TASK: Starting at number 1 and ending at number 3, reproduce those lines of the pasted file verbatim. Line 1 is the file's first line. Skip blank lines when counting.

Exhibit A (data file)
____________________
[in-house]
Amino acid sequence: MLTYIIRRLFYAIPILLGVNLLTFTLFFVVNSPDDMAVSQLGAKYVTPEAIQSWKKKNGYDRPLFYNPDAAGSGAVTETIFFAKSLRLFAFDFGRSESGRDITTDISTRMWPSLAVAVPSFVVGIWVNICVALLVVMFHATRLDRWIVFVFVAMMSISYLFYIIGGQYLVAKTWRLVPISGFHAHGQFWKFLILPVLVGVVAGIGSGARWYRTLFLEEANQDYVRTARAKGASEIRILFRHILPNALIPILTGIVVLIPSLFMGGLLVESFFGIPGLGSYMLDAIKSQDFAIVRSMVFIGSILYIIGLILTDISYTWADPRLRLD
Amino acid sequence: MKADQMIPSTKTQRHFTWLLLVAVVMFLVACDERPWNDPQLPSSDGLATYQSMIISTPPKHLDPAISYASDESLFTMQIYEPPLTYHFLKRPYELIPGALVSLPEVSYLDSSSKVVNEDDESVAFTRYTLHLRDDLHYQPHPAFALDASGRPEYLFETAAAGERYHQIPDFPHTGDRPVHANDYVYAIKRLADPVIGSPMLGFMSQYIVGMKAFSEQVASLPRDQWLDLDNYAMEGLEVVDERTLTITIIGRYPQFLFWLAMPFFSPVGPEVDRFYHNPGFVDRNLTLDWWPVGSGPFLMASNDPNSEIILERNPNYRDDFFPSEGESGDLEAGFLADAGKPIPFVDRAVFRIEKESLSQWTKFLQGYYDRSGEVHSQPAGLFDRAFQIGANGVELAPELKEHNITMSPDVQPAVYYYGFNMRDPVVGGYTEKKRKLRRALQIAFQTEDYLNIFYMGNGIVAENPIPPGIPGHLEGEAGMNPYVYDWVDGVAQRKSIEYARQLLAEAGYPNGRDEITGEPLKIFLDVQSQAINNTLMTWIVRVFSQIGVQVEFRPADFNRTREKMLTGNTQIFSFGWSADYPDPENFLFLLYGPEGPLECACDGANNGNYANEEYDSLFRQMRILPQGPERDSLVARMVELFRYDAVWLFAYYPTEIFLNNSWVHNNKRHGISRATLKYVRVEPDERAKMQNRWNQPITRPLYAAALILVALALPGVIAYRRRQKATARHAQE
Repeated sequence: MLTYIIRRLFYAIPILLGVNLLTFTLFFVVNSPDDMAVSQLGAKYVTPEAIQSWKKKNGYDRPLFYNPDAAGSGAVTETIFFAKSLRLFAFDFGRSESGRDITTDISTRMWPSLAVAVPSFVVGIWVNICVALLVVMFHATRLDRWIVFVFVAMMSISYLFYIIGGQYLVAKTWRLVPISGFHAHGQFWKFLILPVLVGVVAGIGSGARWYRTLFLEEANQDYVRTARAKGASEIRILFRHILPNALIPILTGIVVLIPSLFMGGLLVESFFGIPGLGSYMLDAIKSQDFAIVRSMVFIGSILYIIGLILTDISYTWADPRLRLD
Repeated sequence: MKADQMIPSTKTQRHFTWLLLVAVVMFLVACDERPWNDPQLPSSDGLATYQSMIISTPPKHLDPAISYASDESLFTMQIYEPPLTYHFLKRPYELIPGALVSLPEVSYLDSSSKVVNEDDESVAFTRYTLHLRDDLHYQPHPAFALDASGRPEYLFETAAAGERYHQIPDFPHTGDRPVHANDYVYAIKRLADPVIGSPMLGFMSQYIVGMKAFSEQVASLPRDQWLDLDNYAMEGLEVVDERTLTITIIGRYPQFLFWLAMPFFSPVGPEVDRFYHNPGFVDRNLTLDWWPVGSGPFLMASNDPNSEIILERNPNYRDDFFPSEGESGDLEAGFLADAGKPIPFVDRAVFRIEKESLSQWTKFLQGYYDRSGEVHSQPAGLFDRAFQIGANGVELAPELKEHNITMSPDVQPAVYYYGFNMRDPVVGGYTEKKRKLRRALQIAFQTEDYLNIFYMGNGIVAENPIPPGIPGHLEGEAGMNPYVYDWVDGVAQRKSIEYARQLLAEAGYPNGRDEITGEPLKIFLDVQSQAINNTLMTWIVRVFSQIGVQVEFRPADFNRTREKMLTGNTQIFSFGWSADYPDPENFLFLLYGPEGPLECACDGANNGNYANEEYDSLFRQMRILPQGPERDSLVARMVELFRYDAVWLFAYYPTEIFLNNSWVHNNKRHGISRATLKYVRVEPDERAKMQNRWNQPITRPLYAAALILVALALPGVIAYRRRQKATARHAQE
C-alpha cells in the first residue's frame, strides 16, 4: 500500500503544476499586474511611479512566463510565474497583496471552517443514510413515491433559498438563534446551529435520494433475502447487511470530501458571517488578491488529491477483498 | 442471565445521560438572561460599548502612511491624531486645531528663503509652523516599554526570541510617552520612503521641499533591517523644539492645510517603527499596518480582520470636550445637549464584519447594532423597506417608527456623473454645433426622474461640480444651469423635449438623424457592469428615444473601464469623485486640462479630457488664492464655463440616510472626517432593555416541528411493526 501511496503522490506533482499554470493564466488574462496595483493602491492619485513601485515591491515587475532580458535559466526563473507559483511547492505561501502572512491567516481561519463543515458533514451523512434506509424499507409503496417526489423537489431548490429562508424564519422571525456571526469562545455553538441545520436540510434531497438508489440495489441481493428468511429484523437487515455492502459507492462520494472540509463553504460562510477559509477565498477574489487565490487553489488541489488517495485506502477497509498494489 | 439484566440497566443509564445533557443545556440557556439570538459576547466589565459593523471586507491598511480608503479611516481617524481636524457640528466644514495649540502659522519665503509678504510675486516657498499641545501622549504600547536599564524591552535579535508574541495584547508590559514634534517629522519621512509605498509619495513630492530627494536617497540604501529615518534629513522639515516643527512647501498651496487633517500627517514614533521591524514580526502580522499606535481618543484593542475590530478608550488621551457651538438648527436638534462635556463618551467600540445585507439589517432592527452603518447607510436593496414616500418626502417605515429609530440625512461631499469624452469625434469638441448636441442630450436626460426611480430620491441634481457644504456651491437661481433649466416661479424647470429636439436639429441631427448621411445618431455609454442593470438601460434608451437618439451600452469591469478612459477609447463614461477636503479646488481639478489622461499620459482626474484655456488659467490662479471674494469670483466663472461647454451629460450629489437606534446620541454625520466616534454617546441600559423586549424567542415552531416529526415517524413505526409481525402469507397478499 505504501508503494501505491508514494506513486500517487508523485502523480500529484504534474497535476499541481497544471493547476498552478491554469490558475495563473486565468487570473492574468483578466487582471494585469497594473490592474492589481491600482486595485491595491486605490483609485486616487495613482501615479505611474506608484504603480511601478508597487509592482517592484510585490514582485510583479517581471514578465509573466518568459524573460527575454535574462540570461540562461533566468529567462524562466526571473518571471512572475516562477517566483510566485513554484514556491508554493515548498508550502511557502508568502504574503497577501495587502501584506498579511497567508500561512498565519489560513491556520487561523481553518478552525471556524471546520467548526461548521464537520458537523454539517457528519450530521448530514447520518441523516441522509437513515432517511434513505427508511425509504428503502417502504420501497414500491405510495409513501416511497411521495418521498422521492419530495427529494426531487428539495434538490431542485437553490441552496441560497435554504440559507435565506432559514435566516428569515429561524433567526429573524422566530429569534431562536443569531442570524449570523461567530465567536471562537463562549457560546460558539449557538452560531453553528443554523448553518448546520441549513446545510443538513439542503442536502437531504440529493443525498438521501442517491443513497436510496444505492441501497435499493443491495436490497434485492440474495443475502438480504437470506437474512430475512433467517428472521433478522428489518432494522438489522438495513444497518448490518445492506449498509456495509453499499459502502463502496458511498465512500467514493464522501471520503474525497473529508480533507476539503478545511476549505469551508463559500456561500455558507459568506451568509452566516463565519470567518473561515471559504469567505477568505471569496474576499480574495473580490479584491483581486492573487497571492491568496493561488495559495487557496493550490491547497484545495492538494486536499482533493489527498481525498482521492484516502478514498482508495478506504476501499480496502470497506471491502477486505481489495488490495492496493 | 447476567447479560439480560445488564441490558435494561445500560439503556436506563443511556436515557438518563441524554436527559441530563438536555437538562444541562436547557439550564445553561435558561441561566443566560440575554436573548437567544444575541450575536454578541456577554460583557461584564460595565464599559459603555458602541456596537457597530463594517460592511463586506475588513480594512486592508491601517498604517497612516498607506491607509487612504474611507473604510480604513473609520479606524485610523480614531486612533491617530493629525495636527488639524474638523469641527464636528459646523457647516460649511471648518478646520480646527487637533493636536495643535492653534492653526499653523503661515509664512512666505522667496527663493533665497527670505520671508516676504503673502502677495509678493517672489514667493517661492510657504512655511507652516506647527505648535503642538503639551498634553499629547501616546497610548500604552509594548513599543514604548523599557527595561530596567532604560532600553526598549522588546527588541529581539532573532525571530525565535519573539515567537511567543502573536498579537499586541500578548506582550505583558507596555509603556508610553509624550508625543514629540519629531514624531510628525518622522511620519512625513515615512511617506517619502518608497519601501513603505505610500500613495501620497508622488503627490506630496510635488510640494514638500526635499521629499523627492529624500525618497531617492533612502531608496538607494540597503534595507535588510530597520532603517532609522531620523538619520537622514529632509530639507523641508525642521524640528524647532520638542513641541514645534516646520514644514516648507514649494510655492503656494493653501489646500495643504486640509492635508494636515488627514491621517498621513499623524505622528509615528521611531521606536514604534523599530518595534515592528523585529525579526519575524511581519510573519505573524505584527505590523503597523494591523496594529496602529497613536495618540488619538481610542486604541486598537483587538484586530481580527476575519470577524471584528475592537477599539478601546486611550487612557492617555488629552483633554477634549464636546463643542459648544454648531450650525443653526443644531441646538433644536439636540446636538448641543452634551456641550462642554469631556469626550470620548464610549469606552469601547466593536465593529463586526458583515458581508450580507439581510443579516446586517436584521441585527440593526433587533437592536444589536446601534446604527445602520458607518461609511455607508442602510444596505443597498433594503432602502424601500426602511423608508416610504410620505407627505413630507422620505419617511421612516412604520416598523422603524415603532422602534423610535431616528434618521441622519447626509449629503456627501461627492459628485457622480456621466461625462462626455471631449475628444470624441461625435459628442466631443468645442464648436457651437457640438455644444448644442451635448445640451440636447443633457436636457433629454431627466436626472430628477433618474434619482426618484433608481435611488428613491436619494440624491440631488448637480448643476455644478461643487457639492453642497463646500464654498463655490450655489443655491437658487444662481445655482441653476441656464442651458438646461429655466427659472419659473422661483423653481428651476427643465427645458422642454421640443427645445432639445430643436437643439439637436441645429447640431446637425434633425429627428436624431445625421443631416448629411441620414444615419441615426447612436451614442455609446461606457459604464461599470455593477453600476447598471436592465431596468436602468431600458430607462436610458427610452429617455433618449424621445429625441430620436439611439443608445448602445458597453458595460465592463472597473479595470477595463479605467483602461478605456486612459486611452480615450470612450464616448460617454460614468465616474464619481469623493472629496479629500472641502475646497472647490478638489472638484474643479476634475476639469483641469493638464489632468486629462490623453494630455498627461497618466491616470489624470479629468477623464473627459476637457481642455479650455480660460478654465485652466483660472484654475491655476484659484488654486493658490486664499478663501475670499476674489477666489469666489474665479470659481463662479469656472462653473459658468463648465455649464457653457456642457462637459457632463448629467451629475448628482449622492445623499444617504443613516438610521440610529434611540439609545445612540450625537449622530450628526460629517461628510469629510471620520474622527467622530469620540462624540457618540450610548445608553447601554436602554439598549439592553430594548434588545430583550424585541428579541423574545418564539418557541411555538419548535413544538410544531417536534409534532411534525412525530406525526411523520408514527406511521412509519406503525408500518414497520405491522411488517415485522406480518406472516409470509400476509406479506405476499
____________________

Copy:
[in-house]
Amino acid sequence: MLTYIIRRLFYAIPILLGVNLLTFTLFFVVNSPDDMAVSQLGAKYVTPEAIQSWKKKNGYDRPLFYNPDAAGSGAVTETIFFAKSLRLFAFDFGRSESGRDITTDISTRMWPSLAVAVPSFVVGIWVNICVALLVVMFHATRLDRWIVFVFVAMMSISYLFYIIGGQYLVAKTWRLVPISGFHAHGQFWKFLILPVLVGVVAGIGSGARWYRTLFLEEANQDYVRTARAKGASEIRILFRHILPNALIPILTGIVVLIPSLFMGGLLVESFFGIPGLGSYMLDAIKSQDFAIVRSMVFIGSILYIIGLILTDISYTWADPRLRLD
Amino acid sequence: MKADQMIPSTKTQRHFTWLLLVAVVMFLVACDERPWNDPQLPSSDGLATYQSMIISTPPKHLDPAISYASDESLFTMQIYEPPLTYHFLKRPYELIPGALVSLPEVSYLDSSSKVVNEDDESVAFTRYTLHLRDDLHYQPHPAFALDASGRPEYLFETAAAGERYHQIPDFPHTGDRPVHANDYVYAIKRLADPVIGSPMLGFMSQYIVGMKAFSEQVASLPRDQWLDLDNYAMEGLEVVDERTLTITIIGRYPQFLFWLAMPFFSPVGPEVDRFYHNPGFVDRNLTLDWWPVGSGPFLMASNDPNSEIILERNPNYRDDFFPSEGESGDLEAGFLADAGKPIPFVDRAVFRIEKESLSQWTKFLQGYYDRSGEVHSQPAGLFDRAFQIGANGVELAPELKEHNITMSPDVQPAVYYYGFNMRDPVVGGYTEKKRKLRRALQIAFQTEDYLNIFYMGNGIVAENPIPPGIPGHLEGEAGMNPYVYDWVDGVAQRKSIEYARQLLAEAGYPNGRDEITGEPLKIFLDVQSQAINNTLMTWIVRVFSQIGVQVEFRPADFNRTREKMLTGNTQIFSFGWSADYPDPENFLFLLYGPEGPLECACDGANNGNYANEEYDSLFRQMRILPQGPERDSLVARMVELFRYDAVWLFAYYPTEIFLNNSWVHNNKRHGISRATLKYVRVEPDERAKMQNRWNQPITRPLYAAALILVALALPGVIAYRRRQKATARHAQE